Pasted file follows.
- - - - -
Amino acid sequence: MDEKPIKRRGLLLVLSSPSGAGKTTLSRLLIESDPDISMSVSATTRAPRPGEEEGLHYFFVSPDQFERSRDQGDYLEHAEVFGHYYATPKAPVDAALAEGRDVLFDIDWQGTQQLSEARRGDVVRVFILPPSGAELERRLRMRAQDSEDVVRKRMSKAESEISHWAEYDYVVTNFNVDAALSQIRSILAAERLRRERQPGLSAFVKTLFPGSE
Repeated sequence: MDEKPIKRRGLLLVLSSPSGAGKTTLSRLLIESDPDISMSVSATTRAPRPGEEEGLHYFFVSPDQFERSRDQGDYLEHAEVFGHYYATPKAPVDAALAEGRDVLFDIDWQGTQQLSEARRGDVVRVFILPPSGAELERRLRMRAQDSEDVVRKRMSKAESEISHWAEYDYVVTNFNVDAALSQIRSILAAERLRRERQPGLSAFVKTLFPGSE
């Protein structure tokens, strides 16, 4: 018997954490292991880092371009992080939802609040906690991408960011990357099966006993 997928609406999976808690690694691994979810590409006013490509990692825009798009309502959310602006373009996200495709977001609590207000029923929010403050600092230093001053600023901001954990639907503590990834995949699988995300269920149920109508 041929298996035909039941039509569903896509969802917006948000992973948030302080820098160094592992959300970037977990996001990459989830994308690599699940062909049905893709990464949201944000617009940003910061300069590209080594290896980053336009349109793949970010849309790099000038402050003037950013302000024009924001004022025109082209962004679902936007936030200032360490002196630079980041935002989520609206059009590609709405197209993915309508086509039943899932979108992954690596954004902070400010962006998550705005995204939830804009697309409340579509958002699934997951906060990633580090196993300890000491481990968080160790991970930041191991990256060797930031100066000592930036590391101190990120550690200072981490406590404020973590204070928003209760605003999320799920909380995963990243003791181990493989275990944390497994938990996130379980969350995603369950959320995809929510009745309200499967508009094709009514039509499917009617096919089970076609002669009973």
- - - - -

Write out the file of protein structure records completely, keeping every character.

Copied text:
Amino acid sequence: MDEKPIKRRGLLLVLSSPSGAGKTTLSRLLIESDPDISMSVSATTRAPRPGEEEGLHYFFVSPDQFERSRDQGDYLEHAEVFGHYYATPKAPVDAALAEGRDVLFDIDWQGTQQLSEARRGDVVRVFILPPSGAELERRLRMRAQDSEDVVRKRMSKAESEISHWAEYDYVVTNFNVDAALSQIRSILAAERLRRERQPGLSAFVKTLFPGSE
Repeated sequence: MDEKPIKRRGLLLVLSSPSGAGKTTLSRLLIESDPDISMSVSATTRAPRPGEEEGLHYFFVSPDQFERSRDQGDYLEHAEVFGHYYATPKAPVDAALAEGRDVLFDIDWQGTQQLSEARRGDVVRVFILPPSGAELERRLRMRAQDSEDVVRKRMSKAESEISHWAEYDYVVTNFNVDAALSQIRSILAAERLRRERQPGLSAFVKTLFPGSE
């Protein structure tokens, strides 16, 4: 018997954490292991880092371009992080939802609040906690991408960011990357099966006993 997928609406999976808690690694691994979810590409006013490509990692825009798009309502959310602006373009996200495709977001609590207000029923929010403050600092230093001053600023901001954990639907503590990834995949699988995300269920149920109508 041929298996035909039941039509569903896509969802917006948000992973948030302080820098160094592992959300970037977990996001990459989830994308690599699940062909049905893709990464949201944000617009940003910061300069590209080594290896980053336009349109793949970010849309790099000038402050003037950013302000024009924001004022025109082209962004679902936007936030200032360490002196630079980041935002989520609206059009590609709405197209993915309508086509039943899932979108992954690596954004902070400010962006998550705005995204939830804009697309409340579509958002699934997951906060990633580090196993300890000491481990968080160790991970930041191991990256060797930031100066000592930036590391101190990120550690200072981490406590404020973590204070928003209760605003999320799920909380995963990243003791181990493989275990944390497994938990996130379980969350995603369950959320995809929510009745309200499967508009094709009514039509499917009617096919089970076609002669009973």